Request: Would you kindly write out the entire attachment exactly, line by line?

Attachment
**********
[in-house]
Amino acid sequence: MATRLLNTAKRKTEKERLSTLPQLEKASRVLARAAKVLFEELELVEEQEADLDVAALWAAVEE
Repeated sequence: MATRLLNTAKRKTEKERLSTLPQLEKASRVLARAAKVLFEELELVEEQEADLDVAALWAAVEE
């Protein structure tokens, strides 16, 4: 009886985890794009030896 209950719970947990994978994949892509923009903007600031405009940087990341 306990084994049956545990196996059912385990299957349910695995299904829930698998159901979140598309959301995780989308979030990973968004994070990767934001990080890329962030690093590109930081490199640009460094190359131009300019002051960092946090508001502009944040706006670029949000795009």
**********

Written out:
[in-house]
Amino acid sequence: MATRLLNTAKRKTEKERLSTLPQLEKASRVLARAAKVLFEELELVEEQEADLDVAALWAAVEE
Repeated sequence: MATRLLNTAKRKTEKERLSTLPQLEKASRVLARAAKVLFEELELVEEQEADLDVAALWAAVEE
């Protein structure tokens, strides 16, 4: 009886985890794009030896 209950719970947990994978994949892509923009903007600031405009940087990341 306990084994049956545990196996059912385990299957349910695995299904829930698998159901979140598309959301995780989308979030990973968004994070990767934001990080890329962030690093590109930081490199640009460094190359131009300019002051960092946090508001502009944040706006670029949000795009």